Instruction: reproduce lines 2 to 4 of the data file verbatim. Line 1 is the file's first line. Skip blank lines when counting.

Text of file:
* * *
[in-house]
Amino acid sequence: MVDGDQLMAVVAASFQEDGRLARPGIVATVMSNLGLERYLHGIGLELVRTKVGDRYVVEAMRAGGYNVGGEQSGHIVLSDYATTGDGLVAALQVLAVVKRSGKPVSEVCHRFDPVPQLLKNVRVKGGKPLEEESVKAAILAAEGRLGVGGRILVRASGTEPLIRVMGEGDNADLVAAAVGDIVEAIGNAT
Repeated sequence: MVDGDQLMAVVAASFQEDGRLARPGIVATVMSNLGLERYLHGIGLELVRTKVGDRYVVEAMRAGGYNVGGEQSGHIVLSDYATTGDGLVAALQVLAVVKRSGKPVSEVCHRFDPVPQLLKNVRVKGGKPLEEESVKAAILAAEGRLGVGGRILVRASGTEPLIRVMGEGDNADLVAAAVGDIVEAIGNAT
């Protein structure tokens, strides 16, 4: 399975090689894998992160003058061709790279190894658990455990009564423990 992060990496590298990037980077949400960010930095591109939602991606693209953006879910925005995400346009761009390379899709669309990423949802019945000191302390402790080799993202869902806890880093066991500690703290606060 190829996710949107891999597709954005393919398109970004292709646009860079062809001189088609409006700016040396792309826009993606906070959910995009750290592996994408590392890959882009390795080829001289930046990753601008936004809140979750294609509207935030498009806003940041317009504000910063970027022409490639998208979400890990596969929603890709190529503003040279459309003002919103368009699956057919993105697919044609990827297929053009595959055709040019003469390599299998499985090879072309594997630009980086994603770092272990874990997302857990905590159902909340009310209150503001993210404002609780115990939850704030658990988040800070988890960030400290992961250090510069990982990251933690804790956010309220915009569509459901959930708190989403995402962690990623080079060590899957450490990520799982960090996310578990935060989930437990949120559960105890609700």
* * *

Amino acid sequence: MVDGDQLMAVVAASFQEDGRLARPGIVATVMSNLGLERYLHGIGLELVRTKVGDRYVVEAMRAGGYNVGGEQSGHIVLSDYATTGDGLVAALQVLAVVKRSGKPVSEVCHRFDPVPQLLKNVRVKGGKPLEEESVKAAILAAEGRLGVGGRILVRASGTEPLIRVMGEGDNADLVAAAVGDIVEAIGNAT
Repeated sequence: MVDGDQLMAVVAASFQEDGRLARPGIVATVMSNLGLERYLHGIGLELVRTKVGDRYVVEAMRAGGYNVGGEQSGHIVLSDYATTGDGLVAALQVLAVVKRSGKPVSEVCHRFDPVPQLLKNVRVKGGKPLEEESVKAAILAAEGRLGVGGRILVRASGTEPLIRVMGEGDNADLVAAAVGDIVEAIGNAT
């Protein structure tokens, strides 16, 4: 399975090689894998992160003058061709790279190894658990455990009564423990 992060990496590298990037980077949400960010930095591109939602991606693209953006879910925005995400346009761009390379899709669309990423949802019945000191302390402790080799993202869902806890880093066991500690703290606060 190829996710949107891999597709954005393919398109970004292709646009860079062809001189088609409006700016040396792309826009993606906070959910995009750290592996994408590392890959882009390795080829001289930046990753601008936004809140979750294609509207935030498009806003940041317009504000910063970027022409490639998208979400890990596969929603890709190529503003040279459309003002919103368009699956057919993105697919044609990827297929053009595959055709040019003469390599299998499985090879072309594997630009980086994603770092272990874990997302857990905590159902909340009310209150503001993210404002609780115990939850704030658990988040800070988890960030400290992961250090510069990982990251933690804790956010309220915009569509459901959930708190989403995402962690990623080079060590899957450490990520799982960090996310578990935060989930437990949120559960105890609700």